When we see demonstrations in Tahrir Square we do not associate these scenes with Valley Forge or Lexington and Concord largely because we do not associate working class and poor individuals with positive revolutionary exercises. A “revolution”, as we are made to understand it in the West, is not a collection of human beings striving for dignity or attempting to forge a society that best represents the needs of a stifled population. No, a “revolution” is an orderly march from structure to structure with mythologized figureheads committing the gross but sadly necessary bouts of violence needed to discourage the oppressive opponent from retaking the levers of power. A “third world” revolution is invalid and dangerous because it veers more towards the Revolutionary model of the dictatorship of the people established during the French Republican Terror; a bout of violence that is “unacceptable” because its violence is directed against the stabilizing institutions and figures that form the core of the Western Capitalist understanding of foundational order. They see the hands of men and women who are understood to be inferior and unworthy because of their station and their aspirations, because order is based upon their subjugation and exploitation covered in the blood of their “betters”, of those who should be that agents of change. The worker, the people, and the “native” are one and the same; they are all the misfits of a society that is based upon the precept that you only succeed if you are worthy of succeeding. You are only equal if you have purchased equality upon the backs of the unequal. To put it bluntly, and to paraphrase Richard Nixon, if poor and working people do it, it is not a revolution.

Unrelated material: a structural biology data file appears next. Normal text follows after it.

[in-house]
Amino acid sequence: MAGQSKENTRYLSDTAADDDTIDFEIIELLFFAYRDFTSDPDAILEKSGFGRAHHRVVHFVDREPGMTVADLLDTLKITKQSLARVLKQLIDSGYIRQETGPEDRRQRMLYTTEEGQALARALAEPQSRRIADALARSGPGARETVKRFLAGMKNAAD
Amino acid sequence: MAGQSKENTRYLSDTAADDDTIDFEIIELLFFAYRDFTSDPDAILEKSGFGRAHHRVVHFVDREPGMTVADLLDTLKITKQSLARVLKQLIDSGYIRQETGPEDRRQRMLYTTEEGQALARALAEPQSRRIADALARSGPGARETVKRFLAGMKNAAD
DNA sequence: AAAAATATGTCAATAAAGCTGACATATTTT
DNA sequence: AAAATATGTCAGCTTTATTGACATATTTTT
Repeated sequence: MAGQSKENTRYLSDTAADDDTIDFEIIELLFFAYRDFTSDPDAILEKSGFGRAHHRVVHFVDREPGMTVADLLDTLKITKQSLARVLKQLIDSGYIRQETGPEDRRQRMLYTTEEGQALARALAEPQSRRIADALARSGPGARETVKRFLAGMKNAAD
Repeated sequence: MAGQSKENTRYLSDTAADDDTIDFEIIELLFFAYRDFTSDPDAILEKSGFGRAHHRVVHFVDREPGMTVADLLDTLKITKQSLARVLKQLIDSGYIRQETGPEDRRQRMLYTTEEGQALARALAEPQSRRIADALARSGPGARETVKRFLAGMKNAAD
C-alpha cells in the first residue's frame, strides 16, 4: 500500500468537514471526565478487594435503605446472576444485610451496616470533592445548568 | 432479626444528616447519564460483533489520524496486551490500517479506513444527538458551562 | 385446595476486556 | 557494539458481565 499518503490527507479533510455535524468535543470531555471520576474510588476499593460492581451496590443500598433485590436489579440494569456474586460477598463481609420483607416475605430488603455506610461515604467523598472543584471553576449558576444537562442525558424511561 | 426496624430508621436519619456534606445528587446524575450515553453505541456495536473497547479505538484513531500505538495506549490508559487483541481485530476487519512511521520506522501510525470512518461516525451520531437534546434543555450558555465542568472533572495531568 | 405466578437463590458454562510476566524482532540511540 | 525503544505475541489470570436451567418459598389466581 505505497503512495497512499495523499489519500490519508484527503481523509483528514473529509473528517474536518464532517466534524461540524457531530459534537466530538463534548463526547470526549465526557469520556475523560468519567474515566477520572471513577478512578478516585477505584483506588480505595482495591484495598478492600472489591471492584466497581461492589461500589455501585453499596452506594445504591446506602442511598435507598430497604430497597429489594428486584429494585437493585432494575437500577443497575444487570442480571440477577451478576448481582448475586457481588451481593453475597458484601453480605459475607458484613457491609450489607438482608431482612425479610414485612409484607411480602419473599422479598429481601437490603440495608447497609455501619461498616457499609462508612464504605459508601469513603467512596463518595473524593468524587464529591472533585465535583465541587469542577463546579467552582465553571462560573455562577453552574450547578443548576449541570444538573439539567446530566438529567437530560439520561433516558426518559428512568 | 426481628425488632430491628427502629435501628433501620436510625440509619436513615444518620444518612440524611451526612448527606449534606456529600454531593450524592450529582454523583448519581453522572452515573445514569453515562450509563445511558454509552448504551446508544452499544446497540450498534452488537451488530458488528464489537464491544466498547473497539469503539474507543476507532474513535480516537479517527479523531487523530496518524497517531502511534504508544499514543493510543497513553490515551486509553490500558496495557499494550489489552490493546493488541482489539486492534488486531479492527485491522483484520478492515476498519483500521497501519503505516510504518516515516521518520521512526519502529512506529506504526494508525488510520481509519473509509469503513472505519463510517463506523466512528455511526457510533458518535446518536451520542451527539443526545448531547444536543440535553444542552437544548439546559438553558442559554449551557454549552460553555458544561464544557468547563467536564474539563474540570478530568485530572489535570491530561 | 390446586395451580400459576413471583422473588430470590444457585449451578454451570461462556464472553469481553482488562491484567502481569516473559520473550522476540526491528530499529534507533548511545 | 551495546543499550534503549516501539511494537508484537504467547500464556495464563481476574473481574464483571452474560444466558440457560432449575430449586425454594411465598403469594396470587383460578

Shoshana Bryen of The National Review sums up this Revolutionary Chauvinism with her statement that “The violence in Egypt and Libya — now spreading to Morocco and Kuwait — is an indication that the U.S. is unable to buy leverage”1 , as though the revolutionary impulse of entire peoples, cultures, and nations were a commodity to be bought and sold like wheat futures or stock in Intel. This prejudice is also on display in most neo-con and neo-liberal platitudes about “hearts and minds” and “wars of liberation”. The 3rd world does not engage in “civilized” revolution; it is civilized through top down revolution brought prepackaged from a Western “Democracy”. “All the people like us are We, and everyone else is They.” Rudyard Kipling gives voice to the instinctual understanding of Western Capitalist nations that if a nation were meant to have liberty and dignity they would already look, act, and believe like a Western Capitalist nation. America, England, Capitalist Russia, all underwent revolutions that in the end led to the establishment free market economies within a classical liberal framework. Because this frame work, and the imperialism that gave it birth and then sustained it, led to the plight the 3rd World is now revolting against, the West cannot bring itself to legitimize or understand what is clearly a struggle their own ancestors once fought against the powers that be.
The Arab Spring revolutions, the struggle for self-determination in West Papua, the revolutionary democracy being attempted in Venezuela and countless other struggles are examples of a new form of Revolution that is attempting to reimagine and restructure society upon a framework of social equality, economic egalitarianism, and radical democratic action. We are told that when violence occurs or institutions the West has depended upon for their own illusion of security are threatened or overthrown that the revolution is “spiraling out of control”, but actually this is the sign that the revolution is proceeding as it should, how successful revolutions in the West have in the past. The fact is the West has not seen this sort of revolutionary intensity since at least 1783. It will take some getting used to, and the capitalist, sensationalized entertainment media we must largely depend upon for information in the west will be slow to represent this reality, if it ever will at all. The internet has opened the eyes of many individuals in the west and has piqued the interest of the working class in seemingly comfortable Western Capitalist Nations. Time will tell if this awakening will be enough to challenge the assumption that the only real revolution is a Western one.